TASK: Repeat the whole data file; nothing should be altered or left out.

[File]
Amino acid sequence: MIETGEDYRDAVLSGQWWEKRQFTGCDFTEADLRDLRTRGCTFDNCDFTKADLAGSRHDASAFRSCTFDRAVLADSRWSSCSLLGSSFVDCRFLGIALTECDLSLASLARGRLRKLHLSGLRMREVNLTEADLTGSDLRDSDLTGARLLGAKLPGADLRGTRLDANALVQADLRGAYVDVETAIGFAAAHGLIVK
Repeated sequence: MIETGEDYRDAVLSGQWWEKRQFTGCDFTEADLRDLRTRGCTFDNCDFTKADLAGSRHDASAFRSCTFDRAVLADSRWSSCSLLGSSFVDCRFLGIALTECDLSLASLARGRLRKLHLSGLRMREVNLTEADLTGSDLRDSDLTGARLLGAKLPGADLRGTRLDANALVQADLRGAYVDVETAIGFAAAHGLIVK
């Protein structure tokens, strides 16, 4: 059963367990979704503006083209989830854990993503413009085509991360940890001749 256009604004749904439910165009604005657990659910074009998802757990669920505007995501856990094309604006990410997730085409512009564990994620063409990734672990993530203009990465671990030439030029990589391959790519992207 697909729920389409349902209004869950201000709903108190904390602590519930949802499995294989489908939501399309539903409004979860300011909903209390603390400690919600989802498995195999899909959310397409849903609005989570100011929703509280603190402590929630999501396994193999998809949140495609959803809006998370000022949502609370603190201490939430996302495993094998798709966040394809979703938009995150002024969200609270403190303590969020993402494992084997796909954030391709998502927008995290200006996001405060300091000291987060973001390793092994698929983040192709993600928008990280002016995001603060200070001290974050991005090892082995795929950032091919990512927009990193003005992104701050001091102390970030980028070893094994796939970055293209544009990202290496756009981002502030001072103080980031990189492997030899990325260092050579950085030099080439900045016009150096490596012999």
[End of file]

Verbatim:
Amino acid sequence: MIETGEDYRDAVLSGQWWEKRQFTGCDFTEADLRDLRTRGCTFDNCDFTKADLAGSRHDASAFRSCTFDRAVLADSRWSSCSLLGSSFVDCRFLGIALTECDLSLASLARGRLRKLHLSGLRMREVNLTEADLTGSDLRDSDLTGARLLGAKLPGADLRGTRLDANALVQADLRGAYVDVETAIGFAAAHGLIVK
Repeated sequence: MIETGEDYRDAVLSGQWWEKRQFTGCDFTEADLRDLRTRGCTFDNCDFTKADLAGSRHDASAFRSCTFDRAVLADSRWSSCSLLGSSFVDCRFLGIALTECDLSLASLARGRLRKLHLSGLRMREVNLTEADLTGSDLRDSDLTGARLLGAKLPGADLRGTRLDANALVQADLRGAYVDVETAIGFAAAHGLIVK
């Protein structure tokens, strides 16, 4: 059963367990979704503006083209989830854990993503413009085509991360940890001749 256009604004749904439910165009604005657990659910074009998802757990669920505007995501856990094309604006990410997730085409512009564990994620063409990734672990993530203009990465671990030439030029990589391959790519992207 697909729920389409349902209004869950201000709903108190904390602590519930949802499995294989489908939501399309539903409004979860300011909903209390603390400690919600989802498995195999899909959310397409849903609005989570100011929703509280603190402590929630999501396994193999998809949140495609959803809006998370000022949502609370603190201490939430996302495993094998798709966040394809979703938009995150002024969200609270403190303590969020993402494992084997796909954030391709998502927008995290200006996001405060300091000291987060973001390793092994698929983040192709993600928008990280002016995001603060200070001290974050991005090892082995795929950032091919990512927009990193003005992104701050001091102390970030980028070893094994796939970055293209544009990202290496756009981002502030001072103080980031990189492997030899990325260092050579950085030099080439900045016009150096490596012999």